You’ve seen the posters. They feature a woman with a stars-and-stripes dotted hijab, a dreadlocked kid, or Helen Red Feather of the Lakota tribe protesting at Standing Rock. Perhaps you know that they were part of the “We The People” poster campaign that swept the nation after the election of Donald Trump and his inauguration in January 2017. Or that Shepard Fairey, Jessica Sabogal and Ernesto Yerena designed them.
But did you know that a Seattle-based nonprofit called Amplifier was responsible?
“That was a historic moment in our American history, and creating imagery that represented the demographics the Trump administration was most violently attacking (…) really shook people. You could tell it awakened them. It resonated and went viral around the world,” says Isabella Sisneros, Amplifier’s operations manager.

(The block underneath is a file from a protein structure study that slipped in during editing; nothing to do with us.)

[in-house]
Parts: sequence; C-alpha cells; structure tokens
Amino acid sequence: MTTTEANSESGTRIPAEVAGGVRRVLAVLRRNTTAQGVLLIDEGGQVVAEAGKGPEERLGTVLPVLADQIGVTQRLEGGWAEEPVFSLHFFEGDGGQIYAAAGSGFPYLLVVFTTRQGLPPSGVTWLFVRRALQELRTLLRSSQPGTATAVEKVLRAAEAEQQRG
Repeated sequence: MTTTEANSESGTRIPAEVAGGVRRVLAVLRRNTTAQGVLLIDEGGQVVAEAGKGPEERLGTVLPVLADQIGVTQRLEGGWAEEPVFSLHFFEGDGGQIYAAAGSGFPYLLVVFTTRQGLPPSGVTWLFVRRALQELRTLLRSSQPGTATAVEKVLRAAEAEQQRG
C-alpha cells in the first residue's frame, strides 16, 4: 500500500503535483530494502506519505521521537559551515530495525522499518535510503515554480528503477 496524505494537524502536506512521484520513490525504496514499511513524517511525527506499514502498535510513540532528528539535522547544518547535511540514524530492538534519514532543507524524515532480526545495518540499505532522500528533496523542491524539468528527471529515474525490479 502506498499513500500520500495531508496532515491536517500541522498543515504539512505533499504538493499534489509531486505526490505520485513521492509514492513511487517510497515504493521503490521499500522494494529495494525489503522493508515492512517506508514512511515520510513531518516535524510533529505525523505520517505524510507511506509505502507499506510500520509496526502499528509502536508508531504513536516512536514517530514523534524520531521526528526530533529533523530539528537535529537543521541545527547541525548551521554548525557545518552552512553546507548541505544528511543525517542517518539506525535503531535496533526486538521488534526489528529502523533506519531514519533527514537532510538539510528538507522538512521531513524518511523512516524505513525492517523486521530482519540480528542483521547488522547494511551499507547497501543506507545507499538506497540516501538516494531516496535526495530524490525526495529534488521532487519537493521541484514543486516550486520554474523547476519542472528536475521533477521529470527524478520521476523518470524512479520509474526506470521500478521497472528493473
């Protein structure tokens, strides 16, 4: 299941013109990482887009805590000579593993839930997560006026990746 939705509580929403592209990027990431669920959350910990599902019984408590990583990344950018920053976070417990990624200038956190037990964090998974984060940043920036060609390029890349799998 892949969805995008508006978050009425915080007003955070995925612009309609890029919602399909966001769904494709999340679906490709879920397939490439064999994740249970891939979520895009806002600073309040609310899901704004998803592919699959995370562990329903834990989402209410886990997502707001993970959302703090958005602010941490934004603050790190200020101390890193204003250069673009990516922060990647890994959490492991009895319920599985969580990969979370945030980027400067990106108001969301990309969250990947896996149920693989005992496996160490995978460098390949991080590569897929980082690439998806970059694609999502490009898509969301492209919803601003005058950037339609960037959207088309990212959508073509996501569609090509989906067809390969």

A Kickstarter campaign to print and distribute the posters raised more than 1$ million in a week thanks to over 23,000 donors.
“We broke a Kickstarter record for the most small donors,” says Amplifier’s deputy director Cleo Barnett, sitting in one of the brand-new looking couches of Amplifier’s recently opened Central District art lab and offices.
Describing what, exactly, Amplifier does is tricky, because it can easily sound vaguely artsy. Take their website language: “A design lab that builds arts experiments to amplify the voices of grassroots movements” and “art machine for social change.” Continue reading